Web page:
Finley: Death penalty a barbaric practice lacking any meaningful purpose

There is no doubt about Nikolas Cruz’s culpability for the mass murder of 17 people and the injury of 17 others at Florida’s Marjory Stoneman Douglas High School on February 14, 2018.

His horrific actions affected many more than those who were injured or killed and will leave a lifetime scar on far too many people. He absolutely must be held accountable for this tragedy.

The death penalty, however, is the wrong way to do so, for several reasons.

Cruz pleaded guilty. Thus, his sentencing could have moved on quickly, assuring he was never released from prison.

Instead, prosecutors decided to seek the death penalty, resulting in months of delays and deep trauma to the victims’ families. This is always the case when the death penalty is on the table, and in this situation, like so many, the families were split on their preferred outcome.

My experience as a criminology professor persuades me the trauma of this kind of sentencing hearing far outweighs any benefit.

I have never endured it in person, but my daughter did in the Cruz case, through her role as an intern in the Broward County Defense Attorney’s Office. She said it was horrific to sit through, and expressed special empathy for the family members, many of whom were visibly breaking down in the courtroom.

So, why? If Cruz could be held accountable for the rest of his life without this additional trauma, why seek the death penalty at all?

The prosecutors made that perfectly clear — so that execution would remain an option in Florida. If they didn’t seek capital charges in a case like this one, they reasoned, they’d have a hard time ever doing so in future.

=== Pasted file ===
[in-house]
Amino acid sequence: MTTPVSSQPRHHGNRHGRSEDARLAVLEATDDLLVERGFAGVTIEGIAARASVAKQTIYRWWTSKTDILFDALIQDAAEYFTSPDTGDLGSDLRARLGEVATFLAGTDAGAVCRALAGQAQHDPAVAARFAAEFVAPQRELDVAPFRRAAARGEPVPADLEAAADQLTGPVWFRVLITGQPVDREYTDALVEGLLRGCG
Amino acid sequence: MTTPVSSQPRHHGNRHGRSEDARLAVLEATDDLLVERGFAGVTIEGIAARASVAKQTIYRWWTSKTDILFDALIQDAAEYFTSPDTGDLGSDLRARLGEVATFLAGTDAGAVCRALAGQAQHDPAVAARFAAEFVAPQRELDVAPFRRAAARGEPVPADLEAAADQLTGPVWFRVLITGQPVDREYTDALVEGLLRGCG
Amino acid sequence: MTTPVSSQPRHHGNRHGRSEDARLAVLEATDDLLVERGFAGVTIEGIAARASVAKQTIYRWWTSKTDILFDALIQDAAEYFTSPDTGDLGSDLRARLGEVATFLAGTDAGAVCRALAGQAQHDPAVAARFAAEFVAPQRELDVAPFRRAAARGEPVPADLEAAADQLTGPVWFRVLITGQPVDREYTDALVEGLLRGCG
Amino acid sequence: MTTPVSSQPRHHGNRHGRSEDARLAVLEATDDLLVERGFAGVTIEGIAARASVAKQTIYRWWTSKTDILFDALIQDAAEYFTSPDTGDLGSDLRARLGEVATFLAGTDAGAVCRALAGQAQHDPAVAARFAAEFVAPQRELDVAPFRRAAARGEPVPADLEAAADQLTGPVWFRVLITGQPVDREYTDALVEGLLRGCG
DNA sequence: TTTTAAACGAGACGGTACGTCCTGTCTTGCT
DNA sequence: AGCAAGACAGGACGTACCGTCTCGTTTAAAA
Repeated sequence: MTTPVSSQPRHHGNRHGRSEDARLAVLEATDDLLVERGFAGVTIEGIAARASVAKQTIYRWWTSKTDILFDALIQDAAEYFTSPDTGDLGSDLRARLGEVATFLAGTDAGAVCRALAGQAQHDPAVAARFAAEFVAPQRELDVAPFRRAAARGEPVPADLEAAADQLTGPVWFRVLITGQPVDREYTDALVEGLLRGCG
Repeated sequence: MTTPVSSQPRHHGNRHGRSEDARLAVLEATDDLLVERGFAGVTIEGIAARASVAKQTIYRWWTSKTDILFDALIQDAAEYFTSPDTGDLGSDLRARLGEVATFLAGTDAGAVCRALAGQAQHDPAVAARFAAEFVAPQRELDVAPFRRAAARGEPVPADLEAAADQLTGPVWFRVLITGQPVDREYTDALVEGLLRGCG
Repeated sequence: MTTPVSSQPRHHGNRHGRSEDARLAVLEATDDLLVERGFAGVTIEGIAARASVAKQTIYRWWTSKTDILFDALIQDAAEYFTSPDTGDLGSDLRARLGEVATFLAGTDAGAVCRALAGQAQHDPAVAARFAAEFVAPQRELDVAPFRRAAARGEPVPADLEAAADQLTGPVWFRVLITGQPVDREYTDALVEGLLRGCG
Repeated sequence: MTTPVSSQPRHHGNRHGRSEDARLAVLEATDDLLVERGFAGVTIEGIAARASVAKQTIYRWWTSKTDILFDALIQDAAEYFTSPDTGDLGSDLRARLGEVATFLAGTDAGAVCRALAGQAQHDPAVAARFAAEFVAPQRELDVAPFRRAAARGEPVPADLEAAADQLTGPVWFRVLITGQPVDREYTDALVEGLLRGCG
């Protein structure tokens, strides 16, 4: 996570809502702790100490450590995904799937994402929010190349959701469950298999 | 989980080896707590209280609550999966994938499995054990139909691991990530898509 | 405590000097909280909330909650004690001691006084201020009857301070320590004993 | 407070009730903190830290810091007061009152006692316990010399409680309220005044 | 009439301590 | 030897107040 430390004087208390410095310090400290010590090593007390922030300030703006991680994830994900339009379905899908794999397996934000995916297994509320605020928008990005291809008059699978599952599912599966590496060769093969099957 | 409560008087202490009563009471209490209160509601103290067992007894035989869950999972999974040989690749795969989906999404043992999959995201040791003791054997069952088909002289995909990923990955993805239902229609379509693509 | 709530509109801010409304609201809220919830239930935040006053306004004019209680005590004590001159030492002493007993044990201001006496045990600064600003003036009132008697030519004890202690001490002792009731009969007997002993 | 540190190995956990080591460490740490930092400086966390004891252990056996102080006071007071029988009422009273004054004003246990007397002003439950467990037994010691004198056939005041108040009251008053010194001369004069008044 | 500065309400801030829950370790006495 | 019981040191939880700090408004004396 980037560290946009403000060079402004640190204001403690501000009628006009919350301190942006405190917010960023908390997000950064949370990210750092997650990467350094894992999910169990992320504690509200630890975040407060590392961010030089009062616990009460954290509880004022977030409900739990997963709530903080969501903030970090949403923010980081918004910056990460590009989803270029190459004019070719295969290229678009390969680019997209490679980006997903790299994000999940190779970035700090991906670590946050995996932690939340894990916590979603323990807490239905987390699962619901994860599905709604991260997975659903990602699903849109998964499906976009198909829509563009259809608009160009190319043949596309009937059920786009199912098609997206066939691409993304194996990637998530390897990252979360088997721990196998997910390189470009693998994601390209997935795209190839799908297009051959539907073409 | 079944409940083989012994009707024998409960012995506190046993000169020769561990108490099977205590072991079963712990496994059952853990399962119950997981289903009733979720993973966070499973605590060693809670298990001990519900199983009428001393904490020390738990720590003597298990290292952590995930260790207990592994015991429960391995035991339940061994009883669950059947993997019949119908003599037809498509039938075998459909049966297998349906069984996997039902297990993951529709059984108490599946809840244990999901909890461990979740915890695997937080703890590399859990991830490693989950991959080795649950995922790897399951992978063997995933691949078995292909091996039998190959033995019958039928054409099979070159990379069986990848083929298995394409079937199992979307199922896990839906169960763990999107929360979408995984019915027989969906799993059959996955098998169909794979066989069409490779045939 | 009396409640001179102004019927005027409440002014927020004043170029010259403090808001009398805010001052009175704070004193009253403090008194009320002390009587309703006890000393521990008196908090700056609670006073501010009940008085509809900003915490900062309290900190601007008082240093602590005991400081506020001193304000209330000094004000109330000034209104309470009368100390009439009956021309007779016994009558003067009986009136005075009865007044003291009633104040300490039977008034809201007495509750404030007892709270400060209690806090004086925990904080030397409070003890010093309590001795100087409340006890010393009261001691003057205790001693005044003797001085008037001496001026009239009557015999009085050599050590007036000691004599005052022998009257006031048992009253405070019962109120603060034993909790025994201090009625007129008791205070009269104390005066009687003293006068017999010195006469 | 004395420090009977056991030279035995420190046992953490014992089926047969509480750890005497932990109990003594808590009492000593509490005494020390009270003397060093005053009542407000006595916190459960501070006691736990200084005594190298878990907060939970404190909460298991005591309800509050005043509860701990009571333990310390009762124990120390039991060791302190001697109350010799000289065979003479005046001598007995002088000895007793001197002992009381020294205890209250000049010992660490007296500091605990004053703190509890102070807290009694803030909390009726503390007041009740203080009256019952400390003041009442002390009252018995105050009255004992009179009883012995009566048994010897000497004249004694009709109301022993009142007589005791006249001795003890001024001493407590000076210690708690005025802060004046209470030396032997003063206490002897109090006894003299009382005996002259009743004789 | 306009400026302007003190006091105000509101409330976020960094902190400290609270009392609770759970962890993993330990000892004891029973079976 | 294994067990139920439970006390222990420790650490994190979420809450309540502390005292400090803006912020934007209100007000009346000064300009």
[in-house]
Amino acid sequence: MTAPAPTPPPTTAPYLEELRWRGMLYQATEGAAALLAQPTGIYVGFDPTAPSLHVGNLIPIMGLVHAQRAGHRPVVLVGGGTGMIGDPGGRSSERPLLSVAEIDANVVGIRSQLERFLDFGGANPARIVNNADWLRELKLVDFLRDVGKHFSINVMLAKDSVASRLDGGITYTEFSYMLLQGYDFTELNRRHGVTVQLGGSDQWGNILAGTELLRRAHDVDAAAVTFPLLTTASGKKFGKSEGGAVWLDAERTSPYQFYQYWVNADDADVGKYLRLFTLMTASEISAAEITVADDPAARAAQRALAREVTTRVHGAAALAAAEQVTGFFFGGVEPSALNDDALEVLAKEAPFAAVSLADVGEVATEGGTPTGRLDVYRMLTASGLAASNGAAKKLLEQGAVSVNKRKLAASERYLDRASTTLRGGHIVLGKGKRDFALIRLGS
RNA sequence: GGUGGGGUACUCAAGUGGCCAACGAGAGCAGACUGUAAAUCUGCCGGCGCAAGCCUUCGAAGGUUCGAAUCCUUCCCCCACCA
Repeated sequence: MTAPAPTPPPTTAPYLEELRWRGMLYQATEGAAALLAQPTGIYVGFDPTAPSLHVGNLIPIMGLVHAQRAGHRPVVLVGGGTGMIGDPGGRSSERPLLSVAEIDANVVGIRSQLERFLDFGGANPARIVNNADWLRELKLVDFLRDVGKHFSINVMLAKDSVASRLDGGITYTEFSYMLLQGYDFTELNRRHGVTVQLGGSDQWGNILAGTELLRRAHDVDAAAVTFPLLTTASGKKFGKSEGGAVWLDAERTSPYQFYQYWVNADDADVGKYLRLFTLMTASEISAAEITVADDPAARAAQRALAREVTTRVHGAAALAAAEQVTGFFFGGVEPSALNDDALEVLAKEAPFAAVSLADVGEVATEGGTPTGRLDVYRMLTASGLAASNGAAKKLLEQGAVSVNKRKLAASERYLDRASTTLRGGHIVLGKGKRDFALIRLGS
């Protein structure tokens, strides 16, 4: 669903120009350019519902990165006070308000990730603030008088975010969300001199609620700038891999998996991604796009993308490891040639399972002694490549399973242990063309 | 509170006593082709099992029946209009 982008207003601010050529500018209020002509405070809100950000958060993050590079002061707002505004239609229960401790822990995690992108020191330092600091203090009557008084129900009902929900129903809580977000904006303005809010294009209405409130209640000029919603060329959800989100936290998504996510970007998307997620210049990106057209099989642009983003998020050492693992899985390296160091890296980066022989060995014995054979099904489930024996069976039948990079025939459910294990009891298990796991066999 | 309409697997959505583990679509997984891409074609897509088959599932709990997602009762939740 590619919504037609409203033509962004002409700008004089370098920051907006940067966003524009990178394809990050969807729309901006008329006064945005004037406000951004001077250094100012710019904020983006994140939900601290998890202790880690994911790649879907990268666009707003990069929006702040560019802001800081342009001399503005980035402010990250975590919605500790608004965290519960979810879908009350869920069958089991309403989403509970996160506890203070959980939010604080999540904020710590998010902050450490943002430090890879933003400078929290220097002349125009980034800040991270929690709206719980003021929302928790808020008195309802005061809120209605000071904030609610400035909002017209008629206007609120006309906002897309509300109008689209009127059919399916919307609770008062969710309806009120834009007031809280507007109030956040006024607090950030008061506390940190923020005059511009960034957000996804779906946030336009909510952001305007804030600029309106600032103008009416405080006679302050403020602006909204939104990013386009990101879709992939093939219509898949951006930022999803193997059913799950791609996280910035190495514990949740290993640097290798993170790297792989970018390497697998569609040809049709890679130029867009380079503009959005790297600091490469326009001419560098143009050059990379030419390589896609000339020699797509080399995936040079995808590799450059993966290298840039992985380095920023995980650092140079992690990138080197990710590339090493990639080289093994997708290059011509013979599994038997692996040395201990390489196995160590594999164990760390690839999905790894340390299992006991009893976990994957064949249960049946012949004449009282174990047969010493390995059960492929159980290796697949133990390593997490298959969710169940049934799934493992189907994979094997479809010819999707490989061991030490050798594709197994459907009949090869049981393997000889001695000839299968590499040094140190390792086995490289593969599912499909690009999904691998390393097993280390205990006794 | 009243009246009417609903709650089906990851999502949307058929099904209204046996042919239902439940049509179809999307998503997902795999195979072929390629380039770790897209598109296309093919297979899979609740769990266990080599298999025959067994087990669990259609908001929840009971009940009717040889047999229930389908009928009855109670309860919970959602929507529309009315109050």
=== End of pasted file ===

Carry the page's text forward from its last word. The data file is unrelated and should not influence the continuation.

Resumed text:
That justification is troubling on so many levels.

First, the idea that the death penalty “must” remain on the table is antiquated. Twenty-three states have abolished the death penalty and three more are under gubernatorial moratoriums.

Surveys in Florida have found that more than 60 percent of people favor life in prison without parole over the death penalty for convicted murderers. The more recent cost study found that seeking the death penalty instead of natural life costs more than $51 million a year in Florida — nearly $1 million per week.

In the Cruz case, there were no trial costs because he pleaded guilty. That means all costs the state is incurring by seeking the death penalty are entirely unnecessary.

It is far past time that the death penalty be eliminated entirely in the US. Even in cases as horrific as this one, it is simply an antiquated and barbaric practice that does nothing to keep us safe, deter crime or heal those who have lost loved ones.

Laura Finley, syndicated by PeaceVoice, serves as a professor of sociology and criminology at Barry University. She is the author of several academic texts in her discipline.


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